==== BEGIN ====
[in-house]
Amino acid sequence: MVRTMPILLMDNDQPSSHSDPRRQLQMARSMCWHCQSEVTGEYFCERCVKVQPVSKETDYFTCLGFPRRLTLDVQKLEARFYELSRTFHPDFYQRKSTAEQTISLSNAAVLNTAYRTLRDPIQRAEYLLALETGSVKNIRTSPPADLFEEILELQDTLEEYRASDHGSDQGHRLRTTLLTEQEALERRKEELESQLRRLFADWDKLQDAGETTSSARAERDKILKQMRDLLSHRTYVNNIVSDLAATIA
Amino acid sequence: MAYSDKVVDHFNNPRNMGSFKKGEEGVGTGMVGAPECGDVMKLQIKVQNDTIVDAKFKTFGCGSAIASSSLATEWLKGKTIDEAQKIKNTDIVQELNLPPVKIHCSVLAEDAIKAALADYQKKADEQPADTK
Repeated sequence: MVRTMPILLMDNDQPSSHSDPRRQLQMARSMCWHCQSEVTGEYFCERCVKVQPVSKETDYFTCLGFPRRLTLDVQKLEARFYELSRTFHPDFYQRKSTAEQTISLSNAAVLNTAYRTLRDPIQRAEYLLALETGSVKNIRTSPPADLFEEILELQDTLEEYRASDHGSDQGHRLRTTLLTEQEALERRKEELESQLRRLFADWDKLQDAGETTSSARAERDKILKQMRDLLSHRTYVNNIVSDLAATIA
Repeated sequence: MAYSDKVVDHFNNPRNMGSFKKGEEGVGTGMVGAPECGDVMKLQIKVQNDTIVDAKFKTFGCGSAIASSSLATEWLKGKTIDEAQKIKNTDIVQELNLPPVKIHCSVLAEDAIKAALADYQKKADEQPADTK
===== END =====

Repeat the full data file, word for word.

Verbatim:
[in-house]
Amino acid sequence: MVRTMPILLMDNDQPSSHSDPRRQLQMARSMCWHCQSEVTGEYFCERCVKVQPVSKETDYFTCLGFPRRLTLDVQKLEARFYELSRTFHPDFYQRKSTAEQTISLSNAAVLNTAYRTLRDPIQRAEYLLALETGSVKNIRTSPPADLFEEILELQDTLEEYRASDHGSDQGHRLRTTLLTEQEALERRKEELESQLRRLFADWDKLQDAGETTSSARAERDKILKQMRDLLSHRTYVNNIVSDLAATIA
Amino acid sequence: MAYSDKVVDHFNNPRNMGSFKKGEEGVGTGMVGAPECGDVMKLQIKVQNDTIVDAKFKTFGCGSAIASSSLATEWLKGKTIDEAQKIKNTDIVQELNLPPVKIHCSVLAEDAIKAALADYQKKADEQPADTK
Repeated sequence: MVRTMPILLMDNDQPSSHSDPRRQLQMARSMCWHCQSEVTGEYFCERCVKVQPVSKETDYFTCLGFPRRLTLDVQKLEARFYELSRTFHPDFYQRKSTAEQTISLSNAAVLNTAYRTLRDPIQRAEYLLALETGSVKNIRTSPPADLFEEILELQDTLEEYRASDHGSDQGHRLRTTLLTEQEALERRKEELESQLRRLFADWDKLQDAGETTSSARAERDKILKQMRDLLSHRTYVNNIVSDLAATIA
Repeated sequence: MAYSDKVVDHFNNPRNMGSFKKGEEGVGTGMVGAPECGDVMKLQIKVQNDTIVDAKFKTFGCGSAIASSSLATEWLKGKTIDEAQKIKNTDIVQELNLPPVKIHCSVLAEDAIKAALADYQKKADEQPADTK